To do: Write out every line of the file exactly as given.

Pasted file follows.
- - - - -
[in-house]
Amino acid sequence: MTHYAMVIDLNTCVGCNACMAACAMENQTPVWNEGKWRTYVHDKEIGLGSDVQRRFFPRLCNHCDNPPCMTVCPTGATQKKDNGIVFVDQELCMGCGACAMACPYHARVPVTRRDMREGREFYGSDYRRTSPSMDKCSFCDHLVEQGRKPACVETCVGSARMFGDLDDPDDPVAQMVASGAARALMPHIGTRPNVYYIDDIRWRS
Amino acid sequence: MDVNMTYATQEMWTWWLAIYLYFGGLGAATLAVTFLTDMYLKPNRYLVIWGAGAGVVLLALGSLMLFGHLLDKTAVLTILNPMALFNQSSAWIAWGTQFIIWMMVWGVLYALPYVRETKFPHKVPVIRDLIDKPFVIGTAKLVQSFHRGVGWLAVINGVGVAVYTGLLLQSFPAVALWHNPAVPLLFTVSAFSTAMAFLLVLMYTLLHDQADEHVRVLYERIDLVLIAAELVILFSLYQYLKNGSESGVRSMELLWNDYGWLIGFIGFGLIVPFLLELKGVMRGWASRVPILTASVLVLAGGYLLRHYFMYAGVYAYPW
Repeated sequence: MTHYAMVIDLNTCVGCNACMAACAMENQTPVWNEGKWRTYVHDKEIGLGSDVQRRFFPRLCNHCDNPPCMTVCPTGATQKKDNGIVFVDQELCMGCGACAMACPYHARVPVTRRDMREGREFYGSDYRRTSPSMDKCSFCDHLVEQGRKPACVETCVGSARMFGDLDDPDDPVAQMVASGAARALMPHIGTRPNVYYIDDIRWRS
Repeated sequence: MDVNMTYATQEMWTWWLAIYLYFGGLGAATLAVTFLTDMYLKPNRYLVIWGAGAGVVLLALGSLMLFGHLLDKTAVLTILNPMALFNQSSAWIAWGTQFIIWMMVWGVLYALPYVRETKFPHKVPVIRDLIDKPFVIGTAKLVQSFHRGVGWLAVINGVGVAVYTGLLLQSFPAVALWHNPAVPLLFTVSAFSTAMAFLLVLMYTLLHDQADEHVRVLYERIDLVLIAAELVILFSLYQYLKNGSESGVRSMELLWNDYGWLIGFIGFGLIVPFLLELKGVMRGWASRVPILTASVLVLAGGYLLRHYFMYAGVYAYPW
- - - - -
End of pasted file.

[in-house]
Amino acid sequence: MTHYAMVIDLNTCVGCNACMAACAMENQTPVWNEGKWRTYVHDKEIGLGSDVQRRFFPRLCNHCDNPPCMTVCPTGATQKKDNGIVFVDQELCMGCGACAMACPYHARVPVTRRDMREGREFYGSDYRRTSPSMDKCSFCDHLVEQGRKPACVETCVGSARMFGDLDDPDDPVAQMVASGAARALMPHIGTRPNVYYIDDIRWRS
Amino acid sequence: MDVNMTYATQEMWTWWLAIYLYFGGLGAATLAVTFLTDMYLKPNRYLVIWGAGAGVVLLALGSLMLFGHLLDKTAVLTILNPMALFNQSSAWIAWGTQFIIWMMVWGVLYALPYVRETKFPHKVPVIRDLIDKPFVIGTAKLVQSFHRGVGWLAVINGVGVAVYTGLLLQSFPAVALWHNPAVPLLFTVSAFSTAMAFLLVLMYTLLHDQADEHVRVLYERIDLVLIAAELVILFSLYQYLKNGSESGVRSMELLWNDYGWLIGFIGFGLIVPFLLELKGVMRGWASRVPILTASVLVLAGGYLLRHYFMYAGVYAYPW
Repeated sequence: MTHYAMVIDLNTCVGCNACMAACAMENQTPVWNEGKWRTYVHDKEIGLGSDVQRRFFPRLCNHCDNPPCMTVCPTGATQKKDNGIVFVDQELCMGCGACAMACPYHARVPVTRRDMREGREFYGSDYRRTSPSMDKCSFCDHLVEQGRKPACVETCVGSARMFGDLDDPDDPVAQMVASGAARALMPHIGTRPNVYYIDDIRWRS
Repeated sequence: MDVNMTYATQEMWTWWLAIYLYFGGLGAATLAVTFLTDMYLKPNRYLVIWGAGAGVVLLALGSLMLFGHLLDKTAVLTILNPMALFNQSSAWIAWGTQFIIWMMVWGVLYALPYVRETKFPHKVPVIRDLIDKPFVIGTAKLVQSFHRGVGWLAVINGVGVAVYTGLLLQSFPAVALWHNPAVPLLFTVSAFSTAMAFLLVLMYTLLHDQADEHVRVLYERIDLVLIAAELVILFSLYQYLKNGSESGVRSMELLWNDYGWLIGFIGFGLIVPFLLELKGVMRGWASRVPILTASVLVLAGGYLLRHYFMYAGVYAYPW